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Labrador Inuit Constitution

Category: Legislation
Date: 15 April 2002
Sub Category:Legislation
State/Country:Newfoundland and Labrador, Canada
Subject Matter:Self Government
Summary Information:
The establishment of the Labrador Inuit Constitution is a requirement of the Labrador Inuit Land Claims Agreement (see Chapter 17) and forms part of the self-government arrangements of that Agreement. The Agreement requires the establishment of an Inuit Constitution which is to operate as 'the fundamental law of Inuit to the extent that it is consistent with the Agreement'. The Constitution is to provide for the establishment of two levels of government - the Nunatsiavut Government and five Community Governments. The Constitution also provides for the creation of Community Corporations to represent the interests of Inuit residing outside the Labrador Inuit Settlement Area. The Constitution recognises the distinctiveness of Labrador Inuit and the need to protect Inuit lands, culture and social structure. The Constitution is based on democratic principles and recognises the equality of all people under the Canadian Charter of Rights and Freedoms. It guarantees the rights of Inuit to participate in self-government and requires that the government be accountable to the electorate. The Constitution was ratified by over 66 percent of Labrador Inuit who voted in the referendum, and was adopted on 15 April 2002.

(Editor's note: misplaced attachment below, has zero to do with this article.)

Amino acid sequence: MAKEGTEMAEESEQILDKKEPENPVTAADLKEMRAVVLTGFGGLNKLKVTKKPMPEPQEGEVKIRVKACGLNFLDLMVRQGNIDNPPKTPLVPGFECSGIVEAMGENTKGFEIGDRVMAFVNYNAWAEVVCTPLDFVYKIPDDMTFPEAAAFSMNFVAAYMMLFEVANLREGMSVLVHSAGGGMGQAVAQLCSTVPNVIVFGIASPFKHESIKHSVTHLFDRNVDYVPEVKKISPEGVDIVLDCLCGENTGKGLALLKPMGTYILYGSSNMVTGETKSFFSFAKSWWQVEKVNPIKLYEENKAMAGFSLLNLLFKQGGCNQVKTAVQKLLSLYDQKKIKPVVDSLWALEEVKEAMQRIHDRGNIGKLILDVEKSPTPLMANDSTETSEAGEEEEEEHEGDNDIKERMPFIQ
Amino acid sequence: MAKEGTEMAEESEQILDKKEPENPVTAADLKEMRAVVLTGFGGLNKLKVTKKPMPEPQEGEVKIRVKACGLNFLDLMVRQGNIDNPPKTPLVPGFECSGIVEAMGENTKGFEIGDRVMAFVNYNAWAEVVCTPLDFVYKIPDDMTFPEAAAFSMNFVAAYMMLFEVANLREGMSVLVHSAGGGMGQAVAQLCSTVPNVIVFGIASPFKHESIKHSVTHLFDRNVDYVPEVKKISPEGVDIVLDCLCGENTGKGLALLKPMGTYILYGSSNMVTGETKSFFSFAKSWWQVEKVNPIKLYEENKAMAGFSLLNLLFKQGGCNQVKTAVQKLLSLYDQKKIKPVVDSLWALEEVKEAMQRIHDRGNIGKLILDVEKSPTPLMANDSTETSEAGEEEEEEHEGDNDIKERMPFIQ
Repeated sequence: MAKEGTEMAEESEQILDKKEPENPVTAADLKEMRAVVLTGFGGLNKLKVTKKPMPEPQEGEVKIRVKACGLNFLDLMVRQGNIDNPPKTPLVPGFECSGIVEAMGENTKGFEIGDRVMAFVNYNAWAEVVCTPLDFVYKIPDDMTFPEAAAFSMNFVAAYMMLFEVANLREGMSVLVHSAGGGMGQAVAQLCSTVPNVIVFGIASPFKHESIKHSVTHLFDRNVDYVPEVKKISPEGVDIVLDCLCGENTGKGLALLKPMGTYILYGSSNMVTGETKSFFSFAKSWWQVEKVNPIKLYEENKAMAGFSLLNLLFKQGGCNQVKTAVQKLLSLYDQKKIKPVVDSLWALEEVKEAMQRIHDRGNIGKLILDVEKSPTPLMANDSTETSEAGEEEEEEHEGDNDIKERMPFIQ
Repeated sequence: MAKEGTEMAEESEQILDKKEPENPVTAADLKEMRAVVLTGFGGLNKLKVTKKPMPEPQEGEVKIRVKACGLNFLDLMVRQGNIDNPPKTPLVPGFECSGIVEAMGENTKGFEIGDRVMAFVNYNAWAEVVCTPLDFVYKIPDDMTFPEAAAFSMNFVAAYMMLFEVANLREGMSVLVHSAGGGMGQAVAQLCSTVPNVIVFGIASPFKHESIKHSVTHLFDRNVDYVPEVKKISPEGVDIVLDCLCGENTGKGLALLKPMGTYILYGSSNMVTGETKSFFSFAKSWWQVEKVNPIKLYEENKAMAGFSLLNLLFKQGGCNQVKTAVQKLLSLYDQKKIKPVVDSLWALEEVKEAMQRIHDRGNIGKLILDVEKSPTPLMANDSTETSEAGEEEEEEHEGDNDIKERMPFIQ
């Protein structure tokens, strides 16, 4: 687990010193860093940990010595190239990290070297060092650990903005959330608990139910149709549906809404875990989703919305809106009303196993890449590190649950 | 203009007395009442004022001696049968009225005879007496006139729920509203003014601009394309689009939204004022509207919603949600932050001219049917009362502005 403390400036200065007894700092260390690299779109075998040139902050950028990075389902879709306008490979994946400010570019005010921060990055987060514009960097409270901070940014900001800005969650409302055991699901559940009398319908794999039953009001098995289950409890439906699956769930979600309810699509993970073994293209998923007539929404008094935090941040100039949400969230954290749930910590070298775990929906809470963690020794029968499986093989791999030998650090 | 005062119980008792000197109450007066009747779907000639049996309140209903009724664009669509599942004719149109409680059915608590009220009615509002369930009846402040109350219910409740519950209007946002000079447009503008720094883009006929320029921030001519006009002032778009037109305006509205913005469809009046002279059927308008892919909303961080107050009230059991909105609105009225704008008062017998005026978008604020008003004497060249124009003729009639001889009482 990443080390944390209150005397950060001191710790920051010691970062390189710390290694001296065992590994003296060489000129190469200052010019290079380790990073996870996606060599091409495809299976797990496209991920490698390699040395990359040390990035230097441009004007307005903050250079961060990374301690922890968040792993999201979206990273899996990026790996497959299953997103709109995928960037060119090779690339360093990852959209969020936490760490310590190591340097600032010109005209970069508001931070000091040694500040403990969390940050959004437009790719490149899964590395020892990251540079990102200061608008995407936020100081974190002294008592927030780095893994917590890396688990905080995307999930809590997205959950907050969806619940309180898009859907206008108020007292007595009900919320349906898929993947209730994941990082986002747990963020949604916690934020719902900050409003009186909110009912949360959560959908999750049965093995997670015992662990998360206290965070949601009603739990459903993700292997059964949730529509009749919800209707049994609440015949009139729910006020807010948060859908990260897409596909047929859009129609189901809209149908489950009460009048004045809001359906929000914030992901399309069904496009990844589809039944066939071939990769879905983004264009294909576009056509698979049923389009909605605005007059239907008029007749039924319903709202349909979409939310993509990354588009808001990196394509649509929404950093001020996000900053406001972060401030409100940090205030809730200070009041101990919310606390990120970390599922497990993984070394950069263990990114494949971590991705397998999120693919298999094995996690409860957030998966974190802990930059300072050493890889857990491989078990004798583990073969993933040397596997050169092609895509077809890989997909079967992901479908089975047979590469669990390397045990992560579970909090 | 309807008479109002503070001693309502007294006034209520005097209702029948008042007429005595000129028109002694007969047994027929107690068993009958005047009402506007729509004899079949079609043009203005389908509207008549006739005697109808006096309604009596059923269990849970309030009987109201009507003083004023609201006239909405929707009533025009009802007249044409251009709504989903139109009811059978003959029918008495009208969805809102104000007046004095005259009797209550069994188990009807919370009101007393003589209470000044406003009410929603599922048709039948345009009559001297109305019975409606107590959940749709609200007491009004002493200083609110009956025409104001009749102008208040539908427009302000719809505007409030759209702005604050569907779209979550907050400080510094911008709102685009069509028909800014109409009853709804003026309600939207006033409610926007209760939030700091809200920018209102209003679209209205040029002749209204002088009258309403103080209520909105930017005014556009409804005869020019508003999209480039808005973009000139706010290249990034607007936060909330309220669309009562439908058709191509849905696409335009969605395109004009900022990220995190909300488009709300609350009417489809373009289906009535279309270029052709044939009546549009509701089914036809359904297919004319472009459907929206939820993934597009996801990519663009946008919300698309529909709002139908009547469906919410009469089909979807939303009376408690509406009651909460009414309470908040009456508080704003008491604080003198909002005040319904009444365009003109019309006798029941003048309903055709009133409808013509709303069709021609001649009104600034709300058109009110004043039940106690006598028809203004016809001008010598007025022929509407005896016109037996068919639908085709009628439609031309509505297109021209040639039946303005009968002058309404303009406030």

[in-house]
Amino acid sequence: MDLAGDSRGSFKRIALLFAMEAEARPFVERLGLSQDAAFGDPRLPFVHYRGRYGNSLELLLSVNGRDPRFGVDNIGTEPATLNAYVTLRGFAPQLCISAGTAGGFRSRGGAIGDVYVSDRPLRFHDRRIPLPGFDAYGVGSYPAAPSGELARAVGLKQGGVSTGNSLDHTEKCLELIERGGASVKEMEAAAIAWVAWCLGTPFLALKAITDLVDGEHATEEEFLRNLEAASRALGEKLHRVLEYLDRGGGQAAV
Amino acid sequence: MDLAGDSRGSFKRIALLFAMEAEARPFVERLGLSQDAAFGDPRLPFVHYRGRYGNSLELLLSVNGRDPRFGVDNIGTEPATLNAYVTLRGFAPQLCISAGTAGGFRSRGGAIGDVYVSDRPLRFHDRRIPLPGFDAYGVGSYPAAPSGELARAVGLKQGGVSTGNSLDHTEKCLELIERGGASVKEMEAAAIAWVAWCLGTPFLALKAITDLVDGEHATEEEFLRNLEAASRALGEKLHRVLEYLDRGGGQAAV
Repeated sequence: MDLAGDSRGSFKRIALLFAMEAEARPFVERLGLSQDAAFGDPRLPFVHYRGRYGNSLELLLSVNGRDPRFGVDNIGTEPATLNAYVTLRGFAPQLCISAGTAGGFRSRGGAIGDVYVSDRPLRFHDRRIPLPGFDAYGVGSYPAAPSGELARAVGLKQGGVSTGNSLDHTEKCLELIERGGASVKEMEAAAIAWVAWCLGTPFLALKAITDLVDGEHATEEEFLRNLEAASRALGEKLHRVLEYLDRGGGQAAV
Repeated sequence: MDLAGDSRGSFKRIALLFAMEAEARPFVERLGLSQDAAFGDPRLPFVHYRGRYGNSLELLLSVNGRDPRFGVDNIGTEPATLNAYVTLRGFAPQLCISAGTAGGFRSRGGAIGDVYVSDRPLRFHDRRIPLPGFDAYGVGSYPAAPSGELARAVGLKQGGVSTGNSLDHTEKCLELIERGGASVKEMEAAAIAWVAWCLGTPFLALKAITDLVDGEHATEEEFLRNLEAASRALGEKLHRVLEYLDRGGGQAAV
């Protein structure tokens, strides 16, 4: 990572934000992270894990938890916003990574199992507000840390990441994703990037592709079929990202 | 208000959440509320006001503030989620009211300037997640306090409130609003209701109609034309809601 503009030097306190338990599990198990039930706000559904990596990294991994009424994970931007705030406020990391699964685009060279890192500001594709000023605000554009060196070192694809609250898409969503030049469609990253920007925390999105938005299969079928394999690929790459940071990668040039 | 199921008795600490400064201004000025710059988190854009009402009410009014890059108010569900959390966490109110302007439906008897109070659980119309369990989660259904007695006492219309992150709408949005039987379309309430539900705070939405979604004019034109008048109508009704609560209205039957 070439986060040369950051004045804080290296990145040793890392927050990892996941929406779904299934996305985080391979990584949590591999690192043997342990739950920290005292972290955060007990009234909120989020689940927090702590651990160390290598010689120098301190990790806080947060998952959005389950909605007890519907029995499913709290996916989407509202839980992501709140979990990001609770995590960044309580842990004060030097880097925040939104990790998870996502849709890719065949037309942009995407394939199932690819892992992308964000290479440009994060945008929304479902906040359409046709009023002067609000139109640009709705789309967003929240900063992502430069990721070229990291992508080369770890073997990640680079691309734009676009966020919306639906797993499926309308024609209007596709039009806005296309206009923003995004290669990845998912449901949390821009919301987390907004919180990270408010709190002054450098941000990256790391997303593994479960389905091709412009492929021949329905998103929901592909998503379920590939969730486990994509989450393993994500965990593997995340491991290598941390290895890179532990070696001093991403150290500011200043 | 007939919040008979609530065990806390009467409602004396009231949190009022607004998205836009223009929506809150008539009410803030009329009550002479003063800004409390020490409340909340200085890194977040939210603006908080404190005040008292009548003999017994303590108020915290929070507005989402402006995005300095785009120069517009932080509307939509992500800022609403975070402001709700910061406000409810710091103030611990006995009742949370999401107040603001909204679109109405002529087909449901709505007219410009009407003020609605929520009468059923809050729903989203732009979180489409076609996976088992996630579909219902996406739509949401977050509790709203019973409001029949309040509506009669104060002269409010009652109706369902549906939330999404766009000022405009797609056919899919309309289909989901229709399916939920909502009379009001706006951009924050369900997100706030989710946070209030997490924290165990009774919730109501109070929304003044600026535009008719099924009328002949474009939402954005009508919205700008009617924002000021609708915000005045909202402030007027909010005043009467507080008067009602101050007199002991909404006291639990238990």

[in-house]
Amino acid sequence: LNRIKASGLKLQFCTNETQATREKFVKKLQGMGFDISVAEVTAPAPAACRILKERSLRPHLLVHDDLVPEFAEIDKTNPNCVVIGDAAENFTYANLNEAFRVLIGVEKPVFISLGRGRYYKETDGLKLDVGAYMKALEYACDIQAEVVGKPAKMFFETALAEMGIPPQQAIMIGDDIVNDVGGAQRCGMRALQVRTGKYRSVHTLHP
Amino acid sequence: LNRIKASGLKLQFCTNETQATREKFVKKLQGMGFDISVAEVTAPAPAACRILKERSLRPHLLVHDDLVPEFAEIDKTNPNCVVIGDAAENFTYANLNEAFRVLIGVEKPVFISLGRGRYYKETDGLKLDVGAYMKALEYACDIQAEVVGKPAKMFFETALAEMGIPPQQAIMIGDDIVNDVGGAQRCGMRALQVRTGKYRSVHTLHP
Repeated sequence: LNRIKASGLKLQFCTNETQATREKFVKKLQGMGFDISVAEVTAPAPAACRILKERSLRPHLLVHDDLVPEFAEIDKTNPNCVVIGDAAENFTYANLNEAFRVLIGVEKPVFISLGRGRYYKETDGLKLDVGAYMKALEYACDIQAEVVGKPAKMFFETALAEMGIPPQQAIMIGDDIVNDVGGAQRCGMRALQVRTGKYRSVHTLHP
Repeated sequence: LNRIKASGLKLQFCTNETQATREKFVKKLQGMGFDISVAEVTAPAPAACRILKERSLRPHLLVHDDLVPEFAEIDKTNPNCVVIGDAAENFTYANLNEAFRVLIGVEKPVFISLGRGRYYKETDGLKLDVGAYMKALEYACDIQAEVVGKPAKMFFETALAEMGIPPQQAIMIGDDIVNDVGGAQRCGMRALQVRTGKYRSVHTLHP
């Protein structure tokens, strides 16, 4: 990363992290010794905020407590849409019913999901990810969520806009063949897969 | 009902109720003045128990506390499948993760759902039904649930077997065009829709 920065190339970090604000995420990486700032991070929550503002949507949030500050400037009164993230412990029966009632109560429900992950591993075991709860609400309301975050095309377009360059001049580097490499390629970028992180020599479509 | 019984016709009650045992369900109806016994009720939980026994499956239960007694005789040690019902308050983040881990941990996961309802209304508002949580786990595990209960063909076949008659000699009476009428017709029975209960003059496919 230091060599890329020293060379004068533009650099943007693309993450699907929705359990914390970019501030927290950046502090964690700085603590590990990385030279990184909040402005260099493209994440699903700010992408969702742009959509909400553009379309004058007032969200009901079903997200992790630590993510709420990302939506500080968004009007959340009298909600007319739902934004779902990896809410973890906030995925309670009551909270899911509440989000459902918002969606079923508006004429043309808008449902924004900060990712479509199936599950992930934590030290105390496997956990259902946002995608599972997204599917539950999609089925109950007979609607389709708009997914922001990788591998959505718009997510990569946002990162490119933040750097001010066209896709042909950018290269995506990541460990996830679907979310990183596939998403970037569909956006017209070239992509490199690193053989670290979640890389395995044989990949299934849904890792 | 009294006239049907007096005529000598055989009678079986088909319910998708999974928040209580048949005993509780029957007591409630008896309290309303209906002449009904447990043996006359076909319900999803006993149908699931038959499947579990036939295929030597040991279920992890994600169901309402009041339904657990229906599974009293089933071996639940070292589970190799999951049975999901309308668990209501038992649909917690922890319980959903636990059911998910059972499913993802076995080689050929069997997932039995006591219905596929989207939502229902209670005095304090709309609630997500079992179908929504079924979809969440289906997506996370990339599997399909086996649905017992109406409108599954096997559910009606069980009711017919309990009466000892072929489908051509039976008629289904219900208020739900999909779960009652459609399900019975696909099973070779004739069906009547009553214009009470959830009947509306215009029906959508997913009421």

Related Entries

  • Labrador Inuit Land Claims Agreement 2003 - Requirement
  • Labrador Inuit Land Claims Agreement-in-Principle 2001
  • Labrador Inuit Land Claims Framework Agreement 1990
  • Organisation
  • Labrador Inuit Association
  • Nunatsiavut Government
  • People
  • Labrador Inuit
  • Policy/Strategy
  • Labrador Innu Comprehensive Healing Strategy 2001

  • References

    Government of Newfoundland and Labrador - Labrador and Aboriginal Affairs (2003) Labrador Inuit Land Claims Agreement



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